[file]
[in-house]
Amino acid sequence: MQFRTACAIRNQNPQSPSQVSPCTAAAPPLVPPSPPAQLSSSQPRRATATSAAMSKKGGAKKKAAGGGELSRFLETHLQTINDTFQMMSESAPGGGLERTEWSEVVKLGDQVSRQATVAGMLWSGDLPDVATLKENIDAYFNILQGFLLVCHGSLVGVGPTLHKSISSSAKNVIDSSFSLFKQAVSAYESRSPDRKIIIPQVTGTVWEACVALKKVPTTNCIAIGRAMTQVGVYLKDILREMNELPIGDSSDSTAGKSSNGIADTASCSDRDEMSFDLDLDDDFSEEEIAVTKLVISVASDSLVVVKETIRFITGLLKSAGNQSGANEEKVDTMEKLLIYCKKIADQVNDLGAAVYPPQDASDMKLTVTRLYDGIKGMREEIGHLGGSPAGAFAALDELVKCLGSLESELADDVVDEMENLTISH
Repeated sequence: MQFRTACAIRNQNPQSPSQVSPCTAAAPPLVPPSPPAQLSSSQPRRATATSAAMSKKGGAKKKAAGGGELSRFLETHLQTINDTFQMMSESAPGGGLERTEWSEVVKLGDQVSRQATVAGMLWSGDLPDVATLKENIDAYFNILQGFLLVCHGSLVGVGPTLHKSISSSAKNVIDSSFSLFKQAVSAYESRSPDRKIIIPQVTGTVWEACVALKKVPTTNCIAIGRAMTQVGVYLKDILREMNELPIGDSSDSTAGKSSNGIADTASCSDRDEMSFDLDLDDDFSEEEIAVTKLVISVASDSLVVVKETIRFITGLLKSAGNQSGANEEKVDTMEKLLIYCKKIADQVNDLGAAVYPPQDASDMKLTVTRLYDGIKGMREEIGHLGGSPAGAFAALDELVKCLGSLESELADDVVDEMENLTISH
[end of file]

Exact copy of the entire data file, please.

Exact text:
[in-house]
Amino acid sequence: MQFRTACAIRNQNPQSPSQVSPCTAAAPPLVPPSPPAQLSSSQPRRATATSAAMSKKGGAKKKAAGGGELSRFLETHLQTINDTFQMMSESAPGGGLERTEWSEVVKLGDQVSRQATVAGMLWSGDLPDVATLKENIDAYFNILQGFLLVCHGSLVGVGPTLHKSISSSAKNVIDSSFSLFKQAVSAYESRSPDRKIIIPQVTGTVWEACVALKKVPTTNCIAIGRAMTQVGVYLKDILREMNELPIGDSSDSTAGKSSNGIADTASCSDRDEMSFDLDLDDDFSEEEIAVTKLVISVASDSLVVVKETIRFITGLLKSAGNQSGANEEKVDTMEKLLIYCKKIADQVNDLGAAVYPPQDASDMKLTVTRLYDGIKGMREEIGHLGGSPAGAFAALDELVKCLGSLESELADDVVDEMENLTISH
Repeated sequence: MQFRTACAIRNQNPQSPSQVSPCTAAAPPLVPPSPPAQLSSSQPRRATATSAAMSKKGGAKKKAAGGGELSRFLETHLQTINDTFQMMSESAPGGGLERTEWSEVVKLGDQVSRQATVAGMLWSGDLPDVATLKENIDAYFNILQGFLLVCHGSLVGVGPTLHKSISSSAKNVIDSSFSLFKQAVSAYESRSPDRKIIIPQVTGTVWEACVALKKVPTTNCIAIGRAMTQVGVYLKDILREMNELPIGDSSDSTAGKSSNGIADTASCSDRDEMSFDLDLDDDFSEEEIAVTKLVISVASDSLVVVKETIRFITGLLKSAGNQSGANEEKVDTMEKLLIYCKKIADQVNDLGAAVYPPQDASDMKLTVTRLYDGIKGMREEIGHLGGSPAGAFAALDELVKCLGSLESELADDVVDEMENLTISH